27. Figure 9.14 Exercise Testing and Prescription: A Health-Related Approach by Nieman. McGraw-Hill.

    28. Principle 3: Carbohydrate (cont.) • During the first hour, most of the carb and fat come from within the muscle (Figures 9.10, 9.15). As exercise continues, more and more demands are placed on fat stores and blood glucose. • During strenuous training, muscle glycogen stores undergo rapid day-to-day fluctuation (Figures 9.16, 9.17). • Ingest 8-10 g/kg carbohydrate soon after long-term exercise to restore glycogen quickly (and consider high-glycemic-index foods (Figure 9.18, Box 9.5). Exercise Testing and Prescription: A Health-Related Approach by Nieman. McGraw-Hill.

    29. Figure 9.15 Exercise Testing and Prescription: A Health-Related Approach by Nieman. McGraw-Hill.

    30. Figure 9.16 Exercise Testing and Prescription: A Health-Related Approach by Nieman. McGraw-Hill.

    31. Figure 9.17 Exercise Testing and Prescription: A Health-Related Approach by Nieman. McGraw-Hill.

    32. Figure 9.18 Exercise Testing and Prescription: A Health-Related Approach by Nieman. McGraw-Hill.

    33. Exercise Testing and Prescription: A Health-Related Approach by Nieman. McGraw-Hill.

    34. Principle 4: Increase Fluid Intake • As the muscle burns fuel, 70-80% is transformed into heat (body heat can rise 1°C/5 min, causing death in 20-30 min). • During exercise, sweat evaporation accounts for >80% of heat loss (1 liter of sweat evaporation on the skin removes 600 kcal heat) (Figures 9.19, 9.20). • Sweat losses can range from 0.5-3.7 l/hr of exercise, depending on the workrate and environmental conditions (Figure 9.21). • Loss of >2% body water impairs performance (see Table 9.12, Figure 9.22). See Figure 9.23 for summary of how to attain water balance in the body. Box 9.6 summarizes ACSM position stand on exercise and fluid replacement. Exercise Testing and Prescription: A Health-Related Approach by Nieman. McGraw-Hill.

    35. Figure 9.19 Exercise Testing and Prescription: A Health-Related Approach by Nieman. McGraw-Hill.

    36. Figure 9.20 Exercise Testing and Prescription: A Health-Related Approach by Nieman. McGraw-Hill.

    37. Figure 9.21 Exercise Testing and Prescription: A Health-Related Approach by Nieman. McGraw-Hill.

    38. Exercise Testing and Prescription: A Health-Related Approach by Nieman. McGraw-Hill.

    39. Figure 9.22 Exercise Testing and Prescription: A Health-Related Approach by Nieman. McGraw-Hill.

    40. Figure 9.23 Exercise Testing and Prescription: A Health-Related Approach by Nieman. McGraw-Hill.

    41. Box 9.6 ACSM Position Stand on Exercise & Fluid Replacement • Emphasize fluid intake before exercise by drinking adequate fluids during the day before the event, and drink about 500 ml 2 hours before exercise. • Urine should be light-colored, good volume, no strong smell. • Athletes should start drinking early and at regular intervals during exercise to replace nearly all the water lost from sweating. • 2% drop in body wt from fluid impairs exercise • 0.5-2 cups fluid / 10-15 min of exercise • 2 cups / pound of weight loss • Gastric emptying is promoted by >600 ml gastric volume (maintain largest fluid volume in stomach that is tolerable) • Fluids should be sweetened (6-8% carb), flavored, and cooled to stimulate intake Exercise Testing and Prescription: A Health-Related Approach by Nieman. McGraw-Hill.

    42. ACSM Position Stand on Exercise & Fluid Replacement (cont.) • If the event is longer than 1 hour, carbohydrates and electrolytes should be included in fluids ingested (F 9.24). • Peformance enhanced (fatigue delayed) (Figures 9.25, 9.26) • Water delivery to body not impaired • Enhance palatability • Carbohydrates should be ingested at a rate of 30-60 g/hr (0.6-1.2 lof most sports drinks with 4-8% carb) (T 9.13). • The carbohydrates can be glucose, sucrose, or maltodextrin (fructose can cause GI distress) • Inclusion of sodium (0.5-0.7 g/l water) enhances palatability, promotes fluid retention (less urination), and helps prevent hyponatremia in certain athletes who drink excessive plain water during ultra events • 1 liter sweat has 0.4-1 g sodium Exercise Testing and Prescription: A Health-Related Approach by Nieman. McGraw-Hill.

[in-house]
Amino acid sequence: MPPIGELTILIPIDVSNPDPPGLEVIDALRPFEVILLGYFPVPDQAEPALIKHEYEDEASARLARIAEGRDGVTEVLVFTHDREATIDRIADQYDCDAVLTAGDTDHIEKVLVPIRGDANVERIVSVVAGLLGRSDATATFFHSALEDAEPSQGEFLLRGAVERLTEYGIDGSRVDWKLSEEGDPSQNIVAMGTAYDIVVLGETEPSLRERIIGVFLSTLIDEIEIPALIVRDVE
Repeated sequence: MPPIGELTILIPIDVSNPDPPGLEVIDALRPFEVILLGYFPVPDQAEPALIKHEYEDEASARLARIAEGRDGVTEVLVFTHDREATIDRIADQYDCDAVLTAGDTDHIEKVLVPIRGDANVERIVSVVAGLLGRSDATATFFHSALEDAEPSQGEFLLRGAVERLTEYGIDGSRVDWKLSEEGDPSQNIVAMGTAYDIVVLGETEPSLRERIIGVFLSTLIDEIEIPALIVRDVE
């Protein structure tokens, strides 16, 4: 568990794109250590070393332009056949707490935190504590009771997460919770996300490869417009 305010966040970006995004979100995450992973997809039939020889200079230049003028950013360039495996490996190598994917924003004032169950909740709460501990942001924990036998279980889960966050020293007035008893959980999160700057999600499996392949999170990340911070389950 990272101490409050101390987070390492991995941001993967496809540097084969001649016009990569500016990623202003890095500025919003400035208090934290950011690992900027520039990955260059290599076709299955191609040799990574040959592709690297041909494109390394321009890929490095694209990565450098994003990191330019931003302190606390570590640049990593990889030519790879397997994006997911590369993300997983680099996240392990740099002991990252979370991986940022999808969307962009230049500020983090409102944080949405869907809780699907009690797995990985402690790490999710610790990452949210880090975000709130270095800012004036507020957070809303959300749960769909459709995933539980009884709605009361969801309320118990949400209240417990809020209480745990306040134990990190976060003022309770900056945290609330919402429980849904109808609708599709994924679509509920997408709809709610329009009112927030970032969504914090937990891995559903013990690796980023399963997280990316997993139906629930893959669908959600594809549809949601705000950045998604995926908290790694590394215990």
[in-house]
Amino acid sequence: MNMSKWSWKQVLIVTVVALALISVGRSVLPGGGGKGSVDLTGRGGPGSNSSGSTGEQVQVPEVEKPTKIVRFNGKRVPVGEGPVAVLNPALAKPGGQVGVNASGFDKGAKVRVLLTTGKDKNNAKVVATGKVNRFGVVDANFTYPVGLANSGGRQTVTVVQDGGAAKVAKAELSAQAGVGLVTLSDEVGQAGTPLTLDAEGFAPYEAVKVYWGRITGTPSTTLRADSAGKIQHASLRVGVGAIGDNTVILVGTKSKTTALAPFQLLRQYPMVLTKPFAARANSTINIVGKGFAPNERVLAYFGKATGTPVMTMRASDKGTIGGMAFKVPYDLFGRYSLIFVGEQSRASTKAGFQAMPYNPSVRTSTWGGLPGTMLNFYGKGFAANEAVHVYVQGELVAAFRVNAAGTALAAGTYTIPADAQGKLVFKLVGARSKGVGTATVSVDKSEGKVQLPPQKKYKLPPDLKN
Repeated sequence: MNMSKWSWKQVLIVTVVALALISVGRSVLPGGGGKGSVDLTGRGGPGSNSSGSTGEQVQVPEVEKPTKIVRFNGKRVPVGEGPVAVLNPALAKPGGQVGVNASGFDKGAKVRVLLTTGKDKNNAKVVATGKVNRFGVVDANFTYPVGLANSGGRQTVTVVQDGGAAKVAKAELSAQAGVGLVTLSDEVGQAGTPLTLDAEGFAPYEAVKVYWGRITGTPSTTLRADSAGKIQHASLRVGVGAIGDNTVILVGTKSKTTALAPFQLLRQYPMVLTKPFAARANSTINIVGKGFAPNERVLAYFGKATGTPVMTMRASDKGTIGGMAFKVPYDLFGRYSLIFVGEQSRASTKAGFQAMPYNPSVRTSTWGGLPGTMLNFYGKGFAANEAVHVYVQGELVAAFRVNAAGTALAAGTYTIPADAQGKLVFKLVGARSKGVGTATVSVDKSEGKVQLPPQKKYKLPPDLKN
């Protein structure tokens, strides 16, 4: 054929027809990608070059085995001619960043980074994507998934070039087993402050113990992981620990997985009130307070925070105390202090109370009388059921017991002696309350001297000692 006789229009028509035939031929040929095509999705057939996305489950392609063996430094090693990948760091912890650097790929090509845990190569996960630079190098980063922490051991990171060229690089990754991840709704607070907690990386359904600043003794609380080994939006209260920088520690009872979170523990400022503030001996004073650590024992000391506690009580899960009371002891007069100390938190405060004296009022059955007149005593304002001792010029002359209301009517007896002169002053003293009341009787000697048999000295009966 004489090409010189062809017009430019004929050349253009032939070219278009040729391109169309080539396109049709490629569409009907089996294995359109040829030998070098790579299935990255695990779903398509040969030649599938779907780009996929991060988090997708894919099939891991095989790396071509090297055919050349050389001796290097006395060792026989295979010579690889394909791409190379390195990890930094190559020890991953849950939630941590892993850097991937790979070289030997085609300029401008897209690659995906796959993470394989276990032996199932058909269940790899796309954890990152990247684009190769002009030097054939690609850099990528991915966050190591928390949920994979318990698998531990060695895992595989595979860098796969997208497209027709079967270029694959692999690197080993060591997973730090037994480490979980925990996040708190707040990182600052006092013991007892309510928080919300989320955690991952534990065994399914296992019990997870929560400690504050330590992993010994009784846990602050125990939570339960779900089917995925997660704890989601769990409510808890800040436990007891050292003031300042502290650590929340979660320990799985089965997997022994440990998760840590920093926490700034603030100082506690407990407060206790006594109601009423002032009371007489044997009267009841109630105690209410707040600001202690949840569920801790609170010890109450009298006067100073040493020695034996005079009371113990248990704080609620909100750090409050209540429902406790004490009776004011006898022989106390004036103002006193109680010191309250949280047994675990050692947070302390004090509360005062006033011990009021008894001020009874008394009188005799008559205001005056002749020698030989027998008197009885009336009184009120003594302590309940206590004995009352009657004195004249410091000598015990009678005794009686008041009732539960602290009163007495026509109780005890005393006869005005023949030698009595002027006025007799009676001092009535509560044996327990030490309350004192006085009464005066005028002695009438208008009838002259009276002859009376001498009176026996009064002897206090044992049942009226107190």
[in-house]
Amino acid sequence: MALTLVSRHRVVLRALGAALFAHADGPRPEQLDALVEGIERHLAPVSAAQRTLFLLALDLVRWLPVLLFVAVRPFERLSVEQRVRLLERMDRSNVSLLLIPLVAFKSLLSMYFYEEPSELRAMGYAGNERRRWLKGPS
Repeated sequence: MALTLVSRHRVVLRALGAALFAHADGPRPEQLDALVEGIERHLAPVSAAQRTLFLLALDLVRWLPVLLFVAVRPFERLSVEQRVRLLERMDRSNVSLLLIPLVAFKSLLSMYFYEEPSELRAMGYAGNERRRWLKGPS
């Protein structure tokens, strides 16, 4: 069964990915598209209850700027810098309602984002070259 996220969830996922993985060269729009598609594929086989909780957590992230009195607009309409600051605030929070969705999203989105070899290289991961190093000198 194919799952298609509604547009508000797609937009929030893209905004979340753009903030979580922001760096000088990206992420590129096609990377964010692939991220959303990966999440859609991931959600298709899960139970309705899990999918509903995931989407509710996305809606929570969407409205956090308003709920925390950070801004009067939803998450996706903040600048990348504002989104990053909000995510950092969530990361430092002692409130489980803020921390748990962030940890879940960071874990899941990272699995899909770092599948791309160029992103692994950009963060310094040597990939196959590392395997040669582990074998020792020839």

43. Exercise Testing and Prescription: A Health-Related Approach by Nieman. McGraw-Hill.

    44. Figure 9.24 Exercise Testing and Prescription: A Health-Related Approach by Nieman. McGraw-Hill.

    45. Figure 9.25 Exercise Testing and Prescription: A Health-Related Approach by Nieman. McGraw-Hill.

    46. Figure 9.26 Exercise Testing and Prescription: A Health-Related Approach by Nieman. McGraw-Hill.

    47. Principle 5: Watch for Iron Deficiency • In the human body, iron is present in all cells and has several vital functions. Too little iron can interfere with these vital functions and lead to morbidity and mortality. Iron has these functions: • carrier of oxygen to the tissues from the lungs in the form of hemoglobin • facilitator of oxygen use and storage in the muscles as myoglobin • transport medium for electrons within the cells in the form of cytochromes • integral part of enzyme reactions in various tissues. Exercise Testing and Prescription: A Health-Related Approach by Nieman. McGraw-Hill.

    48. Principle 5: Watch for Iron Deficiency • 10-80% female athletes (depending on sport and study design) have mild iron deficiency (serum ferritin <12 g/l). Reasons: • Inadequate dietary iron • Increased hemolysis (trauma, temperature, increased blood flow, acidosis, catecholamines) • Increased iron loss in sweat and feces (GI bleeding most important cause) • Extremely rare to find that athletes have anemia (hemoglobin <12 mg/dl for females) (Figure 9.28). (See Table 9.14 & Figure 9.27 for review of iron deficiency). • Mild iron deficiency does not impair health or performance in most female athletes (unlike anemia). Exercise Testing and Prescription: A Health-Related Approach by Nieman. McGraw-Hill.

    49. Exercise Testing and Prescription: A Health-Related Approach by Nieman. McGraw-Hill.

    50. Figure 9.27 Exercise Testing and Prescription: A Health-Related Approach by Nieman. McGraw-Hill.